Climate Change statement by PCMN

November 9, 2020


Now is the time for science, not silence” (Scientific American, 10/8/2020).

Daily Global headlines and increasingly frequent observations of extreme weather events demonstrate that the science of climate change is all around us. The recent excessive heat and drought of our own Sonoran Desert provide abundant local evidence, as Tucson recorded both its hottest month and hottest year on record in 2020. As far back as 2011, the City of Tucson’s Climate Mitigation Report identified climate change as a threat to Tucson’s public health and safety, naming such hazards as wildfires, drought, flooding and extreme heat. As in other beleaguered cities, marginalized populations are most affected by climate change, and are most at risk.

On September 9, 2020, the City of Tucson declared a Climate Emergency, stating, “…a climate and ecological emergency threatens our city, region, state, nation, civilization, humanity and the natural world, and [we] recognize the need for bold action to combat climate change, so that it meets or exceeds the current recommendations of the foremost climate scientists working around the world.”(Resolution No. 23222,2020).  

We, as the Pima County Chapter of the Arizona Master Naturalists, acknowledge that climate change is real, and we align with the scientific consensus that human activities are the main cause. We support the City of Tucson’s Climate Emergency Declaration and vow to support climate change action in our communities. Master Naturalists are a corps of trained and skilled volunteers who provide leadership in education, citizen science, and stewardship to all natural and cultural history organizations in Arizona, for the public good. We actively engage with our community in helping to create a sustainable world.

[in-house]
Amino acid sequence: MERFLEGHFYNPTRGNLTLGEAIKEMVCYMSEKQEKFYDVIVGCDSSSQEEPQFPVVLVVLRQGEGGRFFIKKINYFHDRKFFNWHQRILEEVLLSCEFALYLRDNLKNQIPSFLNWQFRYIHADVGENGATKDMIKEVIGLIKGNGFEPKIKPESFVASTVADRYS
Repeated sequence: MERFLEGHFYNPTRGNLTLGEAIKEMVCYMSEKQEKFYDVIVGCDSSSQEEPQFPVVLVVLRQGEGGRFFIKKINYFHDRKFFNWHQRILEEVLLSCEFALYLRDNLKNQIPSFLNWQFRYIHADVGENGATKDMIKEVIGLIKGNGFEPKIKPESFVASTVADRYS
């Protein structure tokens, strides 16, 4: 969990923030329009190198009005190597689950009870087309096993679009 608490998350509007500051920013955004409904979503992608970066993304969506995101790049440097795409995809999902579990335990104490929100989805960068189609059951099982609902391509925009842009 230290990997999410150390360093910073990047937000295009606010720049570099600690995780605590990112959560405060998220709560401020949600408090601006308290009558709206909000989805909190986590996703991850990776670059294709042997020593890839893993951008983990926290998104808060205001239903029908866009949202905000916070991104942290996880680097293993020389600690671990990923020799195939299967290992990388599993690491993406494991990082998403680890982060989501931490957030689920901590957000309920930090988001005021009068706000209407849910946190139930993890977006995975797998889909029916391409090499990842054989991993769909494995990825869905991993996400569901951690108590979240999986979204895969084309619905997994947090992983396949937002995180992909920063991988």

We are not isolated in our work; we understand the inter-connectedness of all life on Earth. As such, we support efforts here and elsewhere to address the serious issue of climate change, and we call upon our community and national leaders to strengthen their efforts and commitments to this crucial endeavor. Tucson’s recent Climate Emergency declaration acknowledged it clearly, “the United States of America has disproportionately contributed to the climate and ecological emergencies and thus bears an extraordinary responsibility to rapidly resolve these crises”.(Resolution No. 23222, 2020). We pledge to use our skills to further educate our community, to engage in the direct observations necessary for collecting citizen science data, to continue our stewardship and protection of the natural world, and to ensure that local climate change action is just and equitable. We urge you to join us and learn how you, too, can actively participate in addressing climate change. 

Franklin Lane


Pima County Chapter

Arizona Master Naturalists                                                                                                                                               

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